Taking music recommendations from friends can be a risky business — especially when that friend has wronged you in the past. Previous recommendations from said companion include nondescript singer-songwriters and aggressively bubbly British pop music. So when she suggested that I check out Deptford Goth’s debut Life After Defo, I was skeptical. Would I again be stuck listening to an album entirely opposite my musical agenda, only to later face the awkward question of how I liked it? My friend’s description of simply “chill electro music” did not do much to pique my interest. Eventually my curiosity got the best of me and I let the album play, only haphazardly listening.
The first time through, I quickly dismissed it as something to be played solely in the background – an ambient listening perfect only for filling empty space. I didn’t find anything wrong with it, but I also didn’t find anything special. This sentiment was reinforced by the slurred vocals, mumbled to the point of melting into the instrumentals. The overall lack of pungent downbeats or crisp notes gave me the impression of a simplicity that didn’t require a closer listen.
It was only on the second and third listens, when I actually began to pay attention, that I realized how very wrong I had been. The flow of each song, and of the album as a whole, started to become clear to me — and it was awesome. Deptford’s vocal delivery no longer came off as half-hearted, but as honest and soulful. The sparse instrumentals suddenly made sense with the lyrics. Oh, how naïve I’d been. The seemingly simple album transformed into something entirely new and dynamic, and I could not stop listening.
While the background instrumentals initially seemed to be comprised solely of synthesizers and intermittent percussion, a closer listen revealed a much higher level of complexity. Using harps, organs and various forms of percussion in combination with the synth base, the overall tone of the album is one of contemplation and uncertainty. The rise and fall of each song backs up these feelings, especially when the lyrical content of love and death is taken into consideration.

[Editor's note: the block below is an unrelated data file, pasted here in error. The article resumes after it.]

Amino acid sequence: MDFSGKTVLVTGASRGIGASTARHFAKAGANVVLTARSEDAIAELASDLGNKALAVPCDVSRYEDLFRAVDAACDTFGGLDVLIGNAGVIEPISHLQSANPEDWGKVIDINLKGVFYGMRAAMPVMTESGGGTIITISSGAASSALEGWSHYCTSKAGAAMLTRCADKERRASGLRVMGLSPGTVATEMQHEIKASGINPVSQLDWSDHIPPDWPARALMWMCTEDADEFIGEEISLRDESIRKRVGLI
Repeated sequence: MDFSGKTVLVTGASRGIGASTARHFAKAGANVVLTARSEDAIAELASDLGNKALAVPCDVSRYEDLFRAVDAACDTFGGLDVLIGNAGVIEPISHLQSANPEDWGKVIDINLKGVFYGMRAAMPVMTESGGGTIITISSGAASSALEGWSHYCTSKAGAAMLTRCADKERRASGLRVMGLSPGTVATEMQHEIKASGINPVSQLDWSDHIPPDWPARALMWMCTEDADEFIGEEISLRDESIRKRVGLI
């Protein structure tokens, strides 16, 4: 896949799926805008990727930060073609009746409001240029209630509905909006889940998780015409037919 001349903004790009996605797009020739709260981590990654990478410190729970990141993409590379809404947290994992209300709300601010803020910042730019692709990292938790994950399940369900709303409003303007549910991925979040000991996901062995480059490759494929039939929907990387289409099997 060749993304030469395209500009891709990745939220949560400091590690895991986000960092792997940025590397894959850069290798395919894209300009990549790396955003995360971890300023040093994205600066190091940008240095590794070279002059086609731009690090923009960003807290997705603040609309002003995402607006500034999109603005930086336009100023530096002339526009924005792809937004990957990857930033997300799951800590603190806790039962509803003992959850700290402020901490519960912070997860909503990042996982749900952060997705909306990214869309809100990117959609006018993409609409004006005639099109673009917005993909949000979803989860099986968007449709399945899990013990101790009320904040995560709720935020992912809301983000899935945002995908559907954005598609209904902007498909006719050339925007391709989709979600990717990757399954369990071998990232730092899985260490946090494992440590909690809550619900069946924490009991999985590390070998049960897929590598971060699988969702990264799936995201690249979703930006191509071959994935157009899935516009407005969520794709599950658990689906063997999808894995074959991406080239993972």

Goth’s vocal style could be likened to a sleepy Sam Smith — a touch of R&B without trying too hard. His intentional mumbling is, at times, frustrating but also very impactful. I found that it allowed him to highlight the most important lyrics of each song, even if these lyrics were unclear in and of themselves. Lines such as “Something’s coming and I can’t see what it is…” are common throughout, leaving listeners such as myself to contemplate their meanings and implications. The album seems to peak with “Objects Objects,” a track strengthened by heavy bass tones and standout lyrics such as “As if you’re telling me there is no such thing as heartache / As if you’re telling me we’ll come alive.” Its sound is both sad and hopeful — themes that run through the entire record, both lyrically and musically.
There is something raw and real about this album that is relatable on the most basic human level. Its ambient quality conveys emotion, even without being able to decipher the majority of the essentially inaudible vocals. Aside from these more serious aspects, the record is also just a really cool example of electro-pop.
As I now think so fondly of this album, I regret my initial skepticism. Some of the most interesting art isn’t necessarily easy to dissect or understand on the surface level. I have learned my lesson and will try to keep this in mind next time a friend suggests new music, even if the extent of their recommendation is as simple as “chill electro music.”